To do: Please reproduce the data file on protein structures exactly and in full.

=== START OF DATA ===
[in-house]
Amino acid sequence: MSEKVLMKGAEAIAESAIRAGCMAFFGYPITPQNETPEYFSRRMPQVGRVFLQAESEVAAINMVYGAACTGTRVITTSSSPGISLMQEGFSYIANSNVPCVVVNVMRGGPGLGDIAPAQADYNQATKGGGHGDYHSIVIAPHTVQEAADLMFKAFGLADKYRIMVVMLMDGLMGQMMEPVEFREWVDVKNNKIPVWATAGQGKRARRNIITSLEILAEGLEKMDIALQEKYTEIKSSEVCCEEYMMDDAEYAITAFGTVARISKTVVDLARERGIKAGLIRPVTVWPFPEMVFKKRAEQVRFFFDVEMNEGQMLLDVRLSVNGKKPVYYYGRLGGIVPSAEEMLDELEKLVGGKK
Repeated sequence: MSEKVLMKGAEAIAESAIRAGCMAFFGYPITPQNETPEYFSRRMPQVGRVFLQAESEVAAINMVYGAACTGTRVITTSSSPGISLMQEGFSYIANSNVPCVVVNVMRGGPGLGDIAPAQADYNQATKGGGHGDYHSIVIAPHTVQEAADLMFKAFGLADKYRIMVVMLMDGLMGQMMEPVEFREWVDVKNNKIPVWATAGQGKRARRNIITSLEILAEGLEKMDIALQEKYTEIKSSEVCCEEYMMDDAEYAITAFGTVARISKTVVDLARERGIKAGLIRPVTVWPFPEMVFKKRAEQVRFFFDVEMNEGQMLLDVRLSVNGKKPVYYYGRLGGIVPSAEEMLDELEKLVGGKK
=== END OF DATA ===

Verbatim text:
[in-house]
Amino acid sequence: MSEKVLMKGAEAIAESAIRAGCMAFFGYPITPQNETPEYFSRRMPQVGRVFLQAESEVAAINMVYGAACTGTRVITTSSSPGISLMQEGFSYIANSNVPCVVVNVMRGGPGLGDIAPAQADYNQATKGGGHGDYHSIVIAPHTVQEAADLMFKAFGLADKYRIMVVMLMDGLMGQMMEPVEFREWVDVKNNKIPVWATAGQGKRARRNIITSLEILAEGLEKMDIALQEKYTEIKSSEVCCEEYMMDDAEYAITAFGTVARISKTVVDLARERGIKAGLIRPVTVWPFPEMVFKKRAEQVRFFFDVEMNEGQMLLDVRLSVNGKKPVYYYGRLGGIVPSAEEMLDELEKLVGGKK
Repeated sequence: MSEKVLMKGAEAIAESAIRAGCMAFFGYPITPQNETPEYFSRRMPQVGRVFLQAESEVAAINMVYGAACTGTRVITTSSSPGISLMQEGFSYIANSNVPCVVVNVMRGGPGLGDIAPAQADYNQATKGGGHGDYHSIVIAPHTVQEAADLMFKAFGLADKYRIMVVMLMDGLMGQMMEPVEFREWVDVKNNKIPVWATAGQGKRARRNIITSLEILAEGLEKMDIALQEKYTEIKSSEVCCEEYMMDDAEYAITAFGTVARISKTVVDLARERGIKAGLIRPVTVWPFPEMVFKKRAEQVRFFFDVEMNEGQMLLDVRLSVNGKKPVYYYGRLGGIVPSAEEMLDELEKLVGGKK